A Douglas County jury Thursday morning acquitted a 34-year-old Lawrence man of charges of aggravated kidnapping and aggravated robbery related to a March incident in east Lawrence.
Prosecutors had accused Leon Kimball of robbing and injuring a man and forcing another man into a car against his will. Kimball’s defense attorney Sarah Swain said prosecutors did not have evidence her client committed a crime.
“None of the witnesses the state called were able to tell a consistent story about what happened that night,” Swain said.
The defense contended Kimball had gone to an apartment complex in the 1400 block of Haskell Avenue the night of March 26 to support his cousin, Tasha Barnes, 34, of Lawrence, and her boyfriend at the time, Joshua Haynes, 22, because Barnes wanted to confront someone who was harassing her. Swain alleged two men attacked Kimball and that her client defended himself, injuring one of the men but not robbing him of any money. She also said there was no evidence Kimball forced another man into a car.
“The state didn’t have that evidence, in my opinion, because it didn’t exist,” Swain said.
Haynes pleaded no contest to misdemeanor criminal restraint and criminal trespassing in April, and Barnes pleaded guilty to the same charges. Both were sentenced to probation.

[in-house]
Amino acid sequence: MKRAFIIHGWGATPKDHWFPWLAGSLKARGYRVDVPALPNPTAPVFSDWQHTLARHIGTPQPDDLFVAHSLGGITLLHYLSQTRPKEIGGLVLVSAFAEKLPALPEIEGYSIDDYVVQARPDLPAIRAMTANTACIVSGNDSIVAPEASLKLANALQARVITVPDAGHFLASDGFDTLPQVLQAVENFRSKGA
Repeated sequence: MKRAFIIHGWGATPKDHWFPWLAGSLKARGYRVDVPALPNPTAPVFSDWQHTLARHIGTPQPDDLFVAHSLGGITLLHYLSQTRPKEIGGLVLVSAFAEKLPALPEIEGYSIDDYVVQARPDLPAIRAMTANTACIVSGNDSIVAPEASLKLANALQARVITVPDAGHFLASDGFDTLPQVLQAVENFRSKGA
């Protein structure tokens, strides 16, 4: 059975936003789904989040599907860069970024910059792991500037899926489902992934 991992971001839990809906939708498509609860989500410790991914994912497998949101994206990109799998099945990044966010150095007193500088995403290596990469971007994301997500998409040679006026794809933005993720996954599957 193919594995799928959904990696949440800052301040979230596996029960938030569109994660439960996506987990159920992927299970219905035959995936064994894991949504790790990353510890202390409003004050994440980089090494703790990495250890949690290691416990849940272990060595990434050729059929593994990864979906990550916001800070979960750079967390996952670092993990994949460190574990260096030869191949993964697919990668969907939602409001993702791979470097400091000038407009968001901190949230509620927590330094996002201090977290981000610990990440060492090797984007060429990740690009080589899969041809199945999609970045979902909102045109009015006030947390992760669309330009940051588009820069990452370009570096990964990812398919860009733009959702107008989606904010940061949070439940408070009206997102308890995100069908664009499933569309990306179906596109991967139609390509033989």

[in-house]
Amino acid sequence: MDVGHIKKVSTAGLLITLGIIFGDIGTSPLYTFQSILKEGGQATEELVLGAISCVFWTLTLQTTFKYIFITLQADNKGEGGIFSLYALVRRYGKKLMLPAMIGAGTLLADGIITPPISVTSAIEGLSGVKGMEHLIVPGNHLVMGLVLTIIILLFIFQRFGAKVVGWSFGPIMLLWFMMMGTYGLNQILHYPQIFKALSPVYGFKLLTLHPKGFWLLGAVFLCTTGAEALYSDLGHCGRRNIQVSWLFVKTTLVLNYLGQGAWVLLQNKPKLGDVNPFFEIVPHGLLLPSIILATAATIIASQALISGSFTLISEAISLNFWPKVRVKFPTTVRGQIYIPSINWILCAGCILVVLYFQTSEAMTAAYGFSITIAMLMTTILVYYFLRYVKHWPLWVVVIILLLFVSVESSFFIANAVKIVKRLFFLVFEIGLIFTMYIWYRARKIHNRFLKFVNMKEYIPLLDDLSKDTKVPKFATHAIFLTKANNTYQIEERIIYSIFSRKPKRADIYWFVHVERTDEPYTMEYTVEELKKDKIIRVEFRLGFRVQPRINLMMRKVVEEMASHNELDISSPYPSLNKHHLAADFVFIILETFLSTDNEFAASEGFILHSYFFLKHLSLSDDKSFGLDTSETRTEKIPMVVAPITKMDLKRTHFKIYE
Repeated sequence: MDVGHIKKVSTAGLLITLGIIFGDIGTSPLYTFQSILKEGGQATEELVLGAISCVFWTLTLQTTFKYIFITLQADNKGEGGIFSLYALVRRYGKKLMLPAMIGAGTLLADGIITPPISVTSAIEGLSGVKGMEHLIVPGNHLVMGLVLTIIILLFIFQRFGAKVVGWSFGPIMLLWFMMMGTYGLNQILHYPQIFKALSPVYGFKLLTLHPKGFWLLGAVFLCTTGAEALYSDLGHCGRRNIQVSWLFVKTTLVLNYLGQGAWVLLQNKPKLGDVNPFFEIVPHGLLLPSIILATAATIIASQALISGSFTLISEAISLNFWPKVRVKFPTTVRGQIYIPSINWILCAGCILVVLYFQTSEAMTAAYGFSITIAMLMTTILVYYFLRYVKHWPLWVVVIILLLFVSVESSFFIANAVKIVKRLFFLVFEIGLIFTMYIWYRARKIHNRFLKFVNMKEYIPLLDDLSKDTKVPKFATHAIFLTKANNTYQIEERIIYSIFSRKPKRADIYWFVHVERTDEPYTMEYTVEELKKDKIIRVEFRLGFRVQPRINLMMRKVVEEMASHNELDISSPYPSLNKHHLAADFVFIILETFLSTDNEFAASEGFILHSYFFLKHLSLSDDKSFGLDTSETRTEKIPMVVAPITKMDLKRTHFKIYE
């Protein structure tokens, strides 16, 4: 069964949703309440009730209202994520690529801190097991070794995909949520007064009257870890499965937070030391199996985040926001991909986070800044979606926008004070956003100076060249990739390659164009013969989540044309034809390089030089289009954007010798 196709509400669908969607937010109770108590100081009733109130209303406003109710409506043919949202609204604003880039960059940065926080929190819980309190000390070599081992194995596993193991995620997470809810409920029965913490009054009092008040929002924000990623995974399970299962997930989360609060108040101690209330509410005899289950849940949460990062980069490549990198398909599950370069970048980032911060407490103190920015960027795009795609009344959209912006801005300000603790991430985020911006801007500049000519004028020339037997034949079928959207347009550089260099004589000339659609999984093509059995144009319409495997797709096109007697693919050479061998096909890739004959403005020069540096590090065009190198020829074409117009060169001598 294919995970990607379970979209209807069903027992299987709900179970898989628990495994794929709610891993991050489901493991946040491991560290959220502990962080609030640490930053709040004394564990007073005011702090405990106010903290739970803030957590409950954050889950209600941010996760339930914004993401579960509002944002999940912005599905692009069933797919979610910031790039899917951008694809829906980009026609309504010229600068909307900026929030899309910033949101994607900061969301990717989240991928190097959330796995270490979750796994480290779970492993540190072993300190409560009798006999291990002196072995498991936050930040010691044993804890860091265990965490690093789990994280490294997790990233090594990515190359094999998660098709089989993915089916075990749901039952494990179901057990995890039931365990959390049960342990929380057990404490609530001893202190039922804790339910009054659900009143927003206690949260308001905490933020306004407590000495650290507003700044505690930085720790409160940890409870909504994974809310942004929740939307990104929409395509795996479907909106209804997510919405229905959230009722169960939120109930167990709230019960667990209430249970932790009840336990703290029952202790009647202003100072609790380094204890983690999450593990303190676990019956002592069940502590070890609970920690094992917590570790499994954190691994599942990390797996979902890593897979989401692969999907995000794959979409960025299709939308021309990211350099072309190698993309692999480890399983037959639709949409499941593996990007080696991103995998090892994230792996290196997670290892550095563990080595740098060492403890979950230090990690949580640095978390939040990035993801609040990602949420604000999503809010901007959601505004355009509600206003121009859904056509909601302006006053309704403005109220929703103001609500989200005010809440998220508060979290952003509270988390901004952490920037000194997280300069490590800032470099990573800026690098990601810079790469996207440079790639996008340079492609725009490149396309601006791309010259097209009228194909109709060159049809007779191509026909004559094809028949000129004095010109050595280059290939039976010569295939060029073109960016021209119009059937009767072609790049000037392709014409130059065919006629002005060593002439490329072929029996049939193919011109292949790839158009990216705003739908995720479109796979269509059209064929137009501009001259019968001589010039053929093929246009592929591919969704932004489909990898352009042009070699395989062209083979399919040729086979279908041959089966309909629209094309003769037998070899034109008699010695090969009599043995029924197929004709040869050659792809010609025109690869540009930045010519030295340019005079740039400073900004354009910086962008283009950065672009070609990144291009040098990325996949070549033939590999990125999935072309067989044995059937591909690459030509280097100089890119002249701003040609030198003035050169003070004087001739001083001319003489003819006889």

“We knew there were inconsistencies in this case. However, given the co-defendants entered pleas in their cases and the serious nature of the injuries to at least one victim, we had to choose to either try the case or dismiss the case,” Douglas County District Attorney Charles Branson said. “We chose to let the jury decide the facts.”
Kimball faced more serious felony charges than his two co-defendants, and he could have been sentenced to 30 years in prison if convicted on both counts, Swain said.
District Judge Michael Malone on Thursday morning released Kimball from his bond, and he left the courthouse with family members. Swain said he was a musician and planned to return to Indianapolis to live with his family.
The trial started Monday, and jurors deliberated for one hour Wednesday and 20 minutes Thursday morning before reaching a verdict.